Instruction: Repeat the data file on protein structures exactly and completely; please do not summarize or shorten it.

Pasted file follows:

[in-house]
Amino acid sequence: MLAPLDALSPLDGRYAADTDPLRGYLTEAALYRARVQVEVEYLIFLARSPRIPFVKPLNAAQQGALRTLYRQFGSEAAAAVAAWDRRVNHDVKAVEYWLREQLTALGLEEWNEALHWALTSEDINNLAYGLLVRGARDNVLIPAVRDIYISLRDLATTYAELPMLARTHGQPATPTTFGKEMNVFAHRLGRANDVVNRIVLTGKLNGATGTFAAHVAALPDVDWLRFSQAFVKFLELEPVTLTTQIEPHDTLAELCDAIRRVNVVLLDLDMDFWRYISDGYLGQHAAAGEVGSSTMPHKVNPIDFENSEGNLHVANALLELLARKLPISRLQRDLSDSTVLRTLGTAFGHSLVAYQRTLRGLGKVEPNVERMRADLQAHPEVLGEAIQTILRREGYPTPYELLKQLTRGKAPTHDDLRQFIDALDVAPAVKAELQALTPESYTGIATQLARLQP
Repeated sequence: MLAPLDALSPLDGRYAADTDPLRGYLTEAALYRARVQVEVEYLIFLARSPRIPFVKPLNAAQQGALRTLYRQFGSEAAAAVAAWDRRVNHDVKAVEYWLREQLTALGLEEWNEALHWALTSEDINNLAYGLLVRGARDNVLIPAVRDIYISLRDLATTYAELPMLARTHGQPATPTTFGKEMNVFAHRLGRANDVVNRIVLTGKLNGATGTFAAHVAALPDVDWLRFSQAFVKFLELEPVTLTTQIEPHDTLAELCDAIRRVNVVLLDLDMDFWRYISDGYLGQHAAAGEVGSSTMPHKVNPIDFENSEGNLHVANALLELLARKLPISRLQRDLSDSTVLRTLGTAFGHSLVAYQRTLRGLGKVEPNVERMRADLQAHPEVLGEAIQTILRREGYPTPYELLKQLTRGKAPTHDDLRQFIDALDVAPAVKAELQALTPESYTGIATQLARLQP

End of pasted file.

[in-house]
Amino acid sequence: MLAPLDALSPLDGRYAADTDPLRGYLTEAALYRARVQVEVEYLIFLARSPRIPFVKPLNAAQQGALRTLYRQFGSEAAAAVAAWDRRVNHDVKAVEYWLREQLTALGLEEWNEALHWALTSEDINNLAYGLLVRGARDNVLIPAVRDIYISLRDLATTYAELPMLARTHGQPATPTTFGKEMNVFAHRLGRANDVVNRIVLTGKLNGATGTFAAHVAALPDVDWLRFSQAFVKFLELEPVTLTTQIEPHDTLAELCDAIRRVNVVLLDLDMDFWRYISDGYLGQHAAAGEVGSSTMPHKVNPIDFENSEGNLHVANALLELLARKLPISRLQRDLSDSTVLRTLGTAFGHSLVAYQRTLRGLGKVEPNVERMRADLQAHPEVLGEAIQTILRREGYPTPYELLKQLTRGKAPTHDDLRQFIDALDVAPAVKAELQALTPESYTGIATQLARLQP
Repeated sequence: MLAPLDALSPLDGRYAADTDPLRGYLTEAALYRARVQVEVEYLIFLARSPRIPFVKPLNAAQQGALRTLYRQFGSEAAAAVAAWDRRVNHDVKAVEYWLREQLTALGLEEWNEALHWALTSEDINNLAYGLLVRGARDNVLIPAVRDIYISLRDLATTYAELPMLARTHGQPATPTTFGKEMNVFAHRLGRANDVVNRIVLTGKLNGATGTFAAHVAALPDVDWLRFSQAFVKFLELEPVTLTTQIEPHDTLAELCDAIRRVNVVLLDLDMDFWRYISDGYLGQHAAAGEVGSSTMPHKVNPIDFENSEGNLHVANALLELLARKLPISRLQRDLSDSTVLRTLGTAFGHSLVAYQRTLRGLGKVEPNVERMRADLQAHPEVLGEAIQTILRREGYPTPYELLKQLTRGKAPTHDDLRQFIDALDVAPAVKAELQALTPESYTGIATQLARLQP